Speeding up S3 object processing — Part 1

AWS S3 is the go to cloud based object storage widely used in the industry today. But as you become a power user of s3, some of the standard ways of copying , deleting , listing objects show their limitations.

For example: How does one copy objects from one s3 prefix to another? Here is the sample code using python and boto3:

import boto3

s3_client = boto3.client('s3')
kwargs = {'Bucket': 'src_bucket', 'Prefix': 'src_prefix'}
continuation_token = 'DUMMY_VAL'
while continuation_token:
if continuation_token != 'DUMMY_VAL':
kwargs['ContinuationToken'] = continuation_token
objects_response = s3_client.list_objects_v2(**kwargs)
# Check if objects response really has some objects in it
for object in objects_response['Contents']:
object_key = object['Key']
copy_source = {
'Bucket': 'src_bucket',
'Key': object_key
dest_bucket = s3_client.Bucket('dest_bucket')
dest_bucket.copy(copy_source, object_key)
continuation_token = objects_response['NextContinuationToken']
except KeyError:
continuation_token = None

This would be the standard nice way to do it. As an aside, note that I have used list_objects_v2 api and not the default list_objects API which only returns a max of 1000 objects.

So what could go wrong with this code?

In terms of being functional there is nothing wrong with the code. But how scalable is this bit of code, say for copying a 100 objects? how about copying a 1000? or a million objects? Here is the interesting aspect: This code will take time linear in the number of objects you want to copy and that is not really scalable, especially in contexts like a lambda where your runtime is limited to a max of 15 minutes . If you are doing more things in the lambda in addition to copying, the remainder of the code may not get to run due to timing out after 15 minutes.

Which brings to the idea of doing things in parallel or concurrently. Here I will present a solution which uses python’s multithreading facilities to copy objects in parallel.

First some plumbing code to create about a 10000 s3 objects so we have some test data:

def get_random_string(length):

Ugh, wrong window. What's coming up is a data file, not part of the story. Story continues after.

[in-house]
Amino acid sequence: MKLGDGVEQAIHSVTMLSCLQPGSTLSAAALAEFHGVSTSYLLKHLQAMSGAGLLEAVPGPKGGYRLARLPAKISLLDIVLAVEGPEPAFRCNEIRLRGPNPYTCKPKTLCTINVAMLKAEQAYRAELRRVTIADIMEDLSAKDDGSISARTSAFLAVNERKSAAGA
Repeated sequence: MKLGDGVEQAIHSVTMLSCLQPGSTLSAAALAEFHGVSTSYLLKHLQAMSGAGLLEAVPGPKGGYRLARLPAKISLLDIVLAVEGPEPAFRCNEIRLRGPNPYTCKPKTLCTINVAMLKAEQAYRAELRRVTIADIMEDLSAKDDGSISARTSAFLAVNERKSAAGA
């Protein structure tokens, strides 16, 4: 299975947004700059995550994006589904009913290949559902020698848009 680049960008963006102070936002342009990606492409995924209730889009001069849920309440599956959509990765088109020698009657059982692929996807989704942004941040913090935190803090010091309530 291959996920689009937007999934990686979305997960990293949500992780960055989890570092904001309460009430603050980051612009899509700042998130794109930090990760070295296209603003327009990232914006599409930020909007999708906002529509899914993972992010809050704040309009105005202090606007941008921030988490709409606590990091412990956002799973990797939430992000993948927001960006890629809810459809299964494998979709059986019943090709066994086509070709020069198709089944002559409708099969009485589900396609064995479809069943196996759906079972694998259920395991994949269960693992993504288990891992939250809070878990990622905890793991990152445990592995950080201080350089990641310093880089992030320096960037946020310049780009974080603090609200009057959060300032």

letters = string.ascii_lowercase
result_str = ''.join(random.choice(letters) for i in range(length))
# print("Random string of length", length, "is:", result_str)
return result_str
def populate_data(bucket, prefix, num_files, str_length):
for n in range(num_files):
s3_key = f"{prefix}/{n:07}.txt"
random_string = get_random_string(str_length)
s3.put_object(Body=random_string, Bucket=bucket, Key=s3_key)

I basically plonked the above code in a lambda and soon the had the requisite number of dummy objects in s3

Next, lets do an s3 copy in a serial fashion:

def copy_object(src_bucket, src_prefix, dest_bucket, dest_prefix, s3_key):
s3_filename = s3_key[(s3_key.index('/')+1):]
dest_key = f"{dest_prefix}/{s3_filename}"
s3.copy_object(Bucket=dest_bucket, Key=dest_key, CopySource={'Bucket': src_bucket, 'Key': s3_key})

def copy_serial(src_bucket, src_prefix, dest_bucket, dest_prefix):
for s3_objects in s3_lister(src_bucket, src_prefix):
for s3_key in s3_objects:
# print(dest_key)

I timed the copy_serial method and for copying 2000 s3 objects, it was averaging a time of 170 secs and had a memory usage of 84 MB

Next let us use python’s multithreading capabilities to parallelize the s3 copy operations. Here is the code snippet:

def copy_parallel(src_bucket, src_prefix, dest_bucket, dest_prefix):
with concurrent.futures.ThreadPoolExecutor(max_workers=10) as executor:
futures = []
for s3_objects in s3_lister(src_bucket, src_prefix):
for s3_key in s3_objects:
futures.append(executor.submit(copy_object, src_bucket=src_bucket,src_prefix=src_prefix,dest_bucket=dest_bucket,dest_prefix=dest_prefix,s3_key=s3_key))
for future in concurrent.futures.as_completed(futures):

Parallelizing certainly helped. So I tried with 10 threads chugging away and it took about 123 secs to complete the copy which is a significant improvement over the serial execution time of 170 secs. However we pay the cost with more memory usage , 98 MB vs 84 MB usage for the serial approach. Since this lambda was allocated 128 MB, that is still comfortably under the memory limit.

What happens if we increase the number of threads to 20? Interestingly enough there is a regression in performance. This actually takes more time (129 secs) and more memory (105 MB). I did see an error with regards to exceeding the boto3 connection pool size and I wondered if this was a limiting factor. Connection pool is full, discarding connection:… Turns out the default pool size is 10. So I incremented the pool size to 20 to match it to the number of threads in the ThreadPoolExecutor . Doing this helped with the warnings , but actually worsened the runtime even further to 132 secs! So simply dialing up the parallelism is not a panacea to all our slow performing code. Also if the underlying cpus are fewer than the threads then we can see such performance degradation. So as a final attempt, I decided to set it to os.cpu_cput()+4 which is the default parallelism set by python for the ThreadPoolExecutor from v3.8+ onwards.

Viola! That gave the best runtime of 113 secs! and the memory usage also dropped to 94 MB. So lesson learned is that parallelism is limited by how many cores the os is provisioned with.

In conclusion, parallelism helps but the level of parallelism needs to be tuned for extracting the best performance from a given system

Hope you enjoyed this article! In the next part of this series, I will discuss how we can use concurrency to improve s3 copy operation performance.

Head over to part 2 of this story


  1. https://aws.amazon.com/premiumsupport/knowledge-center/s3-large-transfer-between-buckets/

A lazy coder who works hard to build good software that does not page you in the middle of the night!